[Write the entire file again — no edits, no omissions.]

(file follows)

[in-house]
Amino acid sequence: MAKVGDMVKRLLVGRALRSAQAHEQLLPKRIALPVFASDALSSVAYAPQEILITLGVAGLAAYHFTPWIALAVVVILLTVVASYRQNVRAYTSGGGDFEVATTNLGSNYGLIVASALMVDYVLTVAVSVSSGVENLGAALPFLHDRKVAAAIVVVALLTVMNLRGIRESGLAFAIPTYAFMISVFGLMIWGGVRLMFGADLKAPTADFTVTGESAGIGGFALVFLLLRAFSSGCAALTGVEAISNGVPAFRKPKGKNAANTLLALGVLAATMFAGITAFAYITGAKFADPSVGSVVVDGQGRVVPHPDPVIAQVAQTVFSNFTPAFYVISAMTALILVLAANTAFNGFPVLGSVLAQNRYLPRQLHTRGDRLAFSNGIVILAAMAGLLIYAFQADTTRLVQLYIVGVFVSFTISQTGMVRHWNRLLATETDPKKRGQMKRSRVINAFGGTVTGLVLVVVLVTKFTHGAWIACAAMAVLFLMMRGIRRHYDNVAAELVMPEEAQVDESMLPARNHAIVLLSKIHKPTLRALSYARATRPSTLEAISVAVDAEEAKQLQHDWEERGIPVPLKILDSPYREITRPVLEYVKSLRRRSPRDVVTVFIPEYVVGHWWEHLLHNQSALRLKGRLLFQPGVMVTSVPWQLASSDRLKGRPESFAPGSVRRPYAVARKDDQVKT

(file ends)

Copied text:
[in-house]
Amino acid sequence: MAKVGDMVKRLLVGRALRSAQAHEQLLPKRIALPVFASDALSSVAYAPQEILITLGVAGLAAYHFTPWIALAVVVILLTVVASYRQNVRAYTSGGGDFEVATTNLGSNYGLIVASALMVDYVLTVAVSVSSGVENLGAALPFLHDRKVAAAIVVVALLTVMNLRGIRESGLAFAIPTYAFMISVFGLMIWGGVRLMFGADLKAPTADFTVTGESAGIGGFALVFLLLRAFSSGCAALTGVEAISNGVPAFRKPKGKNAANTLLALGVLAATMFAGITAFAYITGAKFADPSVGSVVVDGQGRVVPHPDPVIAQVAQTVFSNFTPAFYVISAMTALILVLAANTAFNGFPVLGSVLAQNRYLPRQLHTRGDRLAFSNGIVILAAMAGLLIYAFQADTTRLVQLYIVGVFVSFTISQTGMVRHWNRLLATETDPKKRGQMKRSRVINAFGGTVTGLVLVVVLVTKFTHGAWIACAAMAVLFLMMRGIRRHYDNVAAELVMPEEAQVDESMLPARNHAIVLLSKIHKPTLRALSYARATRPSTLEAISVAVDAEEAKQLQHDWEERGIPVPLKILDSPYREITRPVLEYVKSLRRRSPRDVVTVFIPEYVVGHWWEHLLHNQSALRLKGRLLFQPGVMVTSVPWQLASSDRLKGRPESFAPGSVRRPYAVARKDDQVKT